Spider-Man 2099 gets all-new ongoing series – Shockin’ awesome!

Spider-Man 2099 Simone Bianchi Peter David PAD Will Sliney

He’s not your daddy’s Spider-Man… though he’ll probably be your great-grandchild’s.

Officially announced on pop culture news site Newsarama, Marvel is reaching 85 years into the future for its newest Spider-title: an all-new ongoing series for one of the comic book company’s most popular alternate-reality heroes, Spider-Man 2099.


“What the shock?!”

In 1992, Marvel explored the possibility of a future ruled by mega-corporations and a civilization splintered by greed, violence, and the end of the so-called Heroic Age (the stretch of time when heroes such as Captain America, Iron Man, and Spider-Man became active). The company launched a series of comic books set in the year 2099, showcasing futuristic versions of beloved present-day superheroes. Out of all these re-imagined characters, one hero stood out, quickly gaining a steady fan following – the Spider-Man of 2099, Miguel O’Hara.

“Spider-Man 2099” was one of the core titles of the 2099 line, joining the roster of books featuring the future versions of characters old (“Doom 2099,” “Punisher 2099”) and new (“Ravage 2099”) alike. Envisioned by series writer Peter A. David (also known as PAD) to be the polar opposite of Peter Parker, O’Hara was a sarcastic, arrogant geneticist who worked for Alchemax, a giant chemicals firm that held an iron grip over most of the 2099 world.

O’Hara was working on an experiment to duplicate the powers of the original Spider-Man, with the intent of developing the ideal corporate raiders for Alchemax’s purposes. However, his reluctance to endanger the lives of human test subjects with an unstable formula led to him figuring in a freak accident that imbued him with enhanced strength and agility, sharp talons for scaling sheer surfaces, venomous fangs, light-sensitive eyes, and biological spinnerets in his forearms.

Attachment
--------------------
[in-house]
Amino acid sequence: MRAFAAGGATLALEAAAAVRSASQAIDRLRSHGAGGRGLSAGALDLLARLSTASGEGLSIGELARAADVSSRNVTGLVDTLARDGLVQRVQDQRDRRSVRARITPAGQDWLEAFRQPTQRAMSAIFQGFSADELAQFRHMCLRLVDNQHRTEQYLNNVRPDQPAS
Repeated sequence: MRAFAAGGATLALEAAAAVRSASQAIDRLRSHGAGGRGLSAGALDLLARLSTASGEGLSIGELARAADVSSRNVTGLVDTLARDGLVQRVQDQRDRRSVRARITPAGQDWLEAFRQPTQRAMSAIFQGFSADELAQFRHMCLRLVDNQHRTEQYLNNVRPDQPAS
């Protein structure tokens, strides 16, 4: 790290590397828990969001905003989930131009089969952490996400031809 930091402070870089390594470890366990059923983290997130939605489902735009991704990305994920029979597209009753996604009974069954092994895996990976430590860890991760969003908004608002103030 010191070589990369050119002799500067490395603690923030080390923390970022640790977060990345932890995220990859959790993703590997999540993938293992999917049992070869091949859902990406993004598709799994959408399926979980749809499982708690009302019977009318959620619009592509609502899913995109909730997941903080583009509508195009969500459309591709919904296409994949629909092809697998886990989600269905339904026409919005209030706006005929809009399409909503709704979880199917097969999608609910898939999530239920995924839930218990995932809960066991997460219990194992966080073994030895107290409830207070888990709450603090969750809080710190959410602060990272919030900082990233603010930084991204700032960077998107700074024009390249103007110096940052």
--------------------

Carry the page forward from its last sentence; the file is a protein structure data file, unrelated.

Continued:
O’Hara quickly found himself learning to be a hero and fighting against the very corporation he used to work for, claiming victory after victory for the “little guy” while adopting a black and red costume (designed by the title’s first artist, Rick Leonardi) and the name “Spider-Man.” O’Hara would end up living for more than a thousand years, ushering humanity into a new Golden Age and bringing prosperity, peace, and equality to the world as its appointed leader.


“Son of a glitch!”

Spider-Man 2099’s first ongoing series lasted for 46 issues, but the character’s popularity has endured. And now, with the hero’s recent reappearance in the pages of “Superior Spider-Man,” the time has come for him to get another shot at solo stardom.

Interestingly, this isn’t the first attempt at a revival for the future wall-crawler. The character made sporadic appearances in the early 2000s, eventually becoming a member of the reality-hopping team known as the Exiles in 2007. Additionally, in 2009, Marvel published a series called “Timestorm 2009/2099,” which re-wrote O’Hara’s origins and set the stage for a possible relaunch of the 2099 line.

However, the character’s time-jump to the present day in “Superior Spider-Man” – a series starring a Spider-Man possessed by the mind of Doctor Octopus – seems to have served as the avenue for O’Hara’s return to solo-title glory. First revealed in October of last year by comic book news and rumors site Bleeding Cool and just in time for the return of Peter Parker as the real Spider-Man, the new ongoing will be written by PAD and illustrated by Will Sliney.

According to Newsarama, PAD revealed that the new series will begin with someone attempting to “remove Miguel violently” from the present-day timeline. After that, the character will have more solo adventures, and will also be an important player in the upcoming “Spider-Verse” event.


“That’s the plan, bithead.”

“Miguel is now trapped in the present day Marvel Universe, so straight away we have to deal with the fact that in the greatest of Marvel traditions, we have a hero out of time,” says Sliney, drawing parallels to another Marvel legend, Captain America. “I’m looking forward to drawing that iconic costume in the surroundings of some of New York’s gritty and textured looking neighborhoods.”

“It’s thrilling and also kind of nerve-wracking,” admits PAD, referring to the experience of writing an ongoing 2099 series again after so long. “That’s quite a vote of confidence and I feel as if I have a lot to live up to.”

The first issue of “Spider-Man 2099” will ship in July, with a cover illustrated by Simone Bianchi.

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